I have already blogged about (OAuth) token hijacks   , but hey, things happens and re-happens :)
In the past I had mainly focused my attention on Authorization Servers weakness. As the cited Facebook's vulnerable regex pattern matching for redirect_uri.
It turns out that also OAuth client can screw things up and leak token (or authorization codes).
So here is the tl;dr:
If you are building an OAuth client,
Thou shall register a redirect_uri as much as specific as you can
i.e. if your OAuth client callback is https://yourouauthclient.com/oauth/oauthprovider/callback then
- DO register https://yourouauthclient.com/oauth/oauthprovider/callback
- NOT JUST https://yourouauthclient.com/ or https://yourouauthclient.com/oauth
As mentioned in some previous post the ONLY safe validation method the Authorization Server should adopt is exact matching (all the other potential solutions, based on partial matching i.e. pattern matching based on regex or allowing subdirectory of the registered redirect_uri, are suboptimal and sometimes even dangerous).
Now coming back to the attack, Google+ offers an interesting feature were is possible to connect Outlook contacts to Google+
The normal flow then looks something like:
According to the request above Google should have been registered the https://plus.google.com/c/auth as redirect_uri (since the redirect_uri request parameter above is of this form). As matter of fact they did register https://plus.google.com instead!!
Now, Microsoft (https://login.live.com/oauth20_authorize.srf in this case) adopts the allowing subdirectory validation strategy (same as Github) for redirect_uri (namely validates only the start of the URI and considers valid redirect_uri if everything else is appended after the registered redirect_uri).
In order to exploit this issue an attacker (me in this case) can create a public post in Google+ e.g. https://plus.google.com/app/basic/stream/z12wz30w5xekhjow504ch3vq4wi1gjzrd3w
This public post contains a link to the attacker web page (in the example https://asanso.github.io).
Well the attack is almost complete. It is indeed enough for the attacker to craft a special URI of this form:
https://login.live.com/oauth20_authorize.srf?response_type=code&client_id=000000004404170C&scope=wl.emails,wl.basic,wl.contacts_emails,wl.offline_access&redirect_uri=https://plus.google.com/app/basic/stream/z12wz30w5xekhjow504ch3vq4wi1gjzrd3w and make the victim click on it.
To be noted that the crafted URI contains a redirect_uri that is equal to the malicious post (https://plus.google.com/app/basic/stream/z12wz30w5xekhjow504ch3vq4wi1gjzrd3w).
The attacker was then able to change the flow to something like:
Since Google registered https://plus.google.com as redirect_uri and due the fact login.live.com adopts an allowing subdirectory validation strategy, https://plus.google.com/app/basic/stream/z12wz30w5xekhjow504ch3vq4wi1gjzrd3w is a perfectly valid redirect_uri. What’s now then?
It is enough to “convince” the victim to click (this happens more often than anybody can imagine) the crafted link:
https://login.live.com/oauth20_authorize.srf?response_type=code&client_id=000000004404170C&scope=wl.emails,wl.basic,wl.contacts_emails,wl.offline_access&redirect_uri=https://plus.google.com/app/basic/stream/z12wz30w5xekhjow504ch3vq4wi1gjzrd3w the victim then will end up to something like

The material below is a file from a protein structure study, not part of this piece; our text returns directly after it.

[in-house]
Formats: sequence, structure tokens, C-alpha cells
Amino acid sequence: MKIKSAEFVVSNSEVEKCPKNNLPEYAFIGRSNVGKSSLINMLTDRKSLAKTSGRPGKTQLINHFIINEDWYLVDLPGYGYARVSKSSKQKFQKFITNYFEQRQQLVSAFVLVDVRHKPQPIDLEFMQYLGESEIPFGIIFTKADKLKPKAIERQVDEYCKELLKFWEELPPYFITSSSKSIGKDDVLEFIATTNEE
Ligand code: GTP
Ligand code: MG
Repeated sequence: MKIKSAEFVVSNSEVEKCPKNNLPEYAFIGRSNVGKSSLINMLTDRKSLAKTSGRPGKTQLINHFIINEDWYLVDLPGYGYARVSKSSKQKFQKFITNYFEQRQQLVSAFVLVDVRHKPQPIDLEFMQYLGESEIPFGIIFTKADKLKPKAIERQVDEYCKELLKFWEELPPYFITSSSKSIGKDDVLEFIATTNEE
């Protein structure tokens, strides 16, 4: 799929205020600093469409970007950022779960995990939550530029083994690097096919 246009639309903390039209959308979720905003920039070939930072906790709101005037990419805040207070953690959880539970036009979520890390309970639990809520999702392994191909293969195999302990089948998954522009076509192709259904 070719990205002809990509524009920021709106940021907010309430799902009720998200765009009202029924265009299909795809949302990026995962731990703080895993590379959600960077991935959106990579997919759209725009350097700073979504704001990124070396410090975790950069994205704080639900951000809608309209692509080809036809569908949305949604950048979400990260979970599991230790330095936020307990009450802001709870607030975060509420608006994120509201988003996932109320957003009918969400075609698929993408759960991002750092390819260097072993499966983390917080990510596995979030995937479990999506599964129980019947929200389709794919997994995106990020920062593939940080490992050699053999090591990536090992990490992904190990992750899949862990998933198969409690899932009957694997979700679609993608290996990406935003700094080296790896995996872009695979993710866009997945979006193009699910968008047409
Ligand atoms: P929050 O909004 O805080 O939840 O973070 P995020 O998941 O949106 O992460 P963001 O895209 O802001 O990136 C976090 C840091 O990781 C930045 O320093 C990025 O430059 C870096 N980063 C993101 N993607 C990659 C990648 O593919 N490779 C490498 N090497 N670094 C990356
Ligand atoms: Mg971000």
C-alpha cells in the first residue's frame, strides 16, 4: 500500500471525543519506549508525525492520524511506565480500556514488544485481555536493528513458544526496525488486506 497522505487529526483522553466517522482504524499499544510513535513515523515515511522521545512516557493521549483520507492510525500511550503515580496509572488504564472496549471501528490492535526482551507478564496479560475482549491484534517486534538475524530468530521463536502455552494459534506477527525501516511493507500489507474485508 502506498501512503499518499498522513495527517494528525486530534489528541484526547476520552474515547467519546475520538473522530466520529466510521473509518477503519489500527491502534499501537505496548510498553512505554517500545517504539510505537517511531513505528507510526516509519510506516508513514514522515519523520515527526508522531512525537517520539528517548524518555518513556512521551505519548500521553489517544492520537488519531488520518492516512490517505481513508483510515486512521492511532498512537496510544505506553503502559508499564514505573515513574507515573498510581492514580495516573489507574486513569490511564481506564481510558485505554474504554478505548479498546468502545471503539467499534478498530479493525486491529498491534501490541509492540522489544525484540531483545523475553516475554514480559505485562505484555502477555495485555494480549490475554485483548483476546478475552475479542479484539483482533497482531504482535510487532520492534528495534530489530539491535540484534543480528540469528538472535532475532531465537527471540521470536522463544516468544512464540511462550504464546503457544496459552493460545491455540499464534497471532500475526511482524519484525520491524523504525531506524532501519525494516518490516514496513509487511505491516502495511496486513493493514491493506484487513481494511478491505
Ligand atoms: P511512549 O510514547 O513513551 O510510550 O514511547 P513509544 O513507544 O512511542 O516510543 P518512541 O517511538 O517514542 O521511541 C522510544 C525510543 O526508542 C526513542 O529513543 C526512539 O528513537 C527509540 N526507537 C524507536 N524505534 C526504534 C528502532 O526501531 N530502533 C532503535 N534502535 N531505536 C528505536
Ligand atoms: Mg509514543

Note the code request parameter ends up being attached in the URI of the malicious post. Having the victim clicking to the link in the malicious post will make him end up to https://asanso.github.io. At this point the referrer will leak the authorization code.
GET https://asanso.github.io/ HTTP/1.1
User-Agent: Mozilla/5.0 (Macintosh; Intel Mac OS X 10.9; rv:35.0) Gecko/20100101 Firefox/35.0
The attacker can just grab the authorization code from the Referer header.
I did report this vulnerability to Google through the Google Vulnerability Reward Program (VRP) and they immediately acknowledged the problem (and Yep got a bounty for it :):)). Do the peculiar nature of the issue (also being an integration) it took a while to be fixed (but now it is). The fix is of course easy and as stated above is enough to register a more specific redirect_uri (aka https://plus.google.com/c/auth in this case).
Well this is the end of part #1. I will have yet more to come on the same subject but can't disclosed right now since vendors are still on the verge of fixing those issues... hence as always DO stay tuned and if you are interested on this topic I am @asanso on twitter.
P.S. there is a similar issue discovered by Andris Atteka (now fixed). In his blog post he was wondering if this was a Relying Party (Google) or Authentication Provider (Microsoft) problem. I hope this blog post clarified that this was a Relying Party (small) mistake that can have unwanted side effect though.
P.S2. interesting enough the attack discovered by Andris Atteka in his post was based on OpenID 2.0. In the same time frame Google dismissed OpenID 2.0 support but this did not make the vulnerability going away :). Indeed was enough to craft yet another URI that exhibited (almost) the same effect:
The real fix deployed by Google was eventually the same as above (once more, again and again, the registration of a more specific redirect uri!! :D)